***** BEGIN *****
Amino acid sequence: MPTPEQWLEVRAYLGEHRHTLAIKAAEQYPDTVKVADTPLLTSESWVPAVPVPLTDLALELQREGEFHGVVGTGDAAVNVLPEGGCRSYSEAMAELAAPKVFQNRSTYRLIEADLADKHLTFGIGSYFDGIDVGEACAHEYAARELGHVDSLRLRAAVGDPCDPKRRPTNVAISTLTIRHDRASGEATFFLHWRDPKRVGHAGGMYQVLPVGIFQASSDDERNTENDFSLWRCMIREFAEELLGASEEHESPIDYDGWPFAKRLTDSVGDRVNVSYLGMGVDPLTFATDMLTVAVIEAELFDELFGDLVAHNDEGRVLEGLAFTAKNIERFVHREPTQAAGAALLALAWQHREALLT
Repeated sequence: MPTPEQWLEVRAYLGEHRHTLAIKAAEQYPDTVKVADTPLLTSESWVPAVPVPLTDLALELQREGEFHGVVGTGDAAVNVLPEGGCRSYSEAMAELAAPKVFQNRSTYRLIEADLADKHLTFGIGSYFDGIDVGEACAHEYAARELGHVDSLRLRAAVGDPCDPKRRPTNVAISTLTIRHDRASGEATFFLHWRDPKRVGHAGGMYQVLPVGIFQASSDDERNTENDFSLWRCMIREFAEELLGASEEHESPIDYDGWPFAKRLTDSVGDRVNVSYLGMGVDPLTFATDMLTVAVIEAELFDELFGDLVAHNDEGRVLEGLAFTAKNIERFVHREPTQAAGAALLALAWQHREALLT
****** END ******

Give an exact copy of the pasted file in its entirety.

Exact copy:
Amino acid sequence: MPTPEQWLEVRAYLGEHRHTLAIKAAEQYPDTVKVADTPLLTSESWVPAVPVPLTDLALELQREGEFHGVVGTGDAAVNVLPEGGCRSYSEAMAELAAPKVFQNRSTYRLIEADLADKHLTFGIGSYFDGIDVGEACAHEYAARELGHVDSLRLRAAVGDPCDPKRRPTNVAISTLTIRHDRASGEATFFLHWRDPKRVGHAGGMYQVLPVGIFQASSDDERNTENDFSLWRCMIREFAEELLGASEEHESPIDYDGWPFAKRLTDSVGDRVNVSYLGMGVDPLTFATDMLTVAVIEAELFDELFGDLVAHNDEGRVLEGLAFTAKNIERFVHREPTQAAGAALLALAWQHREALLT
Repeated sequence: MPTPEQWLEVRAYLGEHRHTLAIKAAEQYPDTVKVADTPLLTSESWVPAVPVPLTDLALELQREGEFHGVVGTGDAAVNVLPEGGCRSYSEAMAELAAPKVFQNRSTYRLIEADLADKHLTFGIGSYFDGIDVGEACAHEYAARELGHVDSLRLRAAVGDPCDPKRRPTNVAISTLTIRHDRASGEATFFLHWRDPKRVGHAGGMYQVLPVGIFQASSDDERNTENDFSLWRCMIREFAEELLGASEEHESPIDYDGWPFAKRLTDSVGDRVNVSYLGMGVDPLTFATDMLTVAVIEAELFDELFGDLVAHNDEGRVLEGLAFTAKNIERFVHREPTQAAGAALLALAWQHREALLT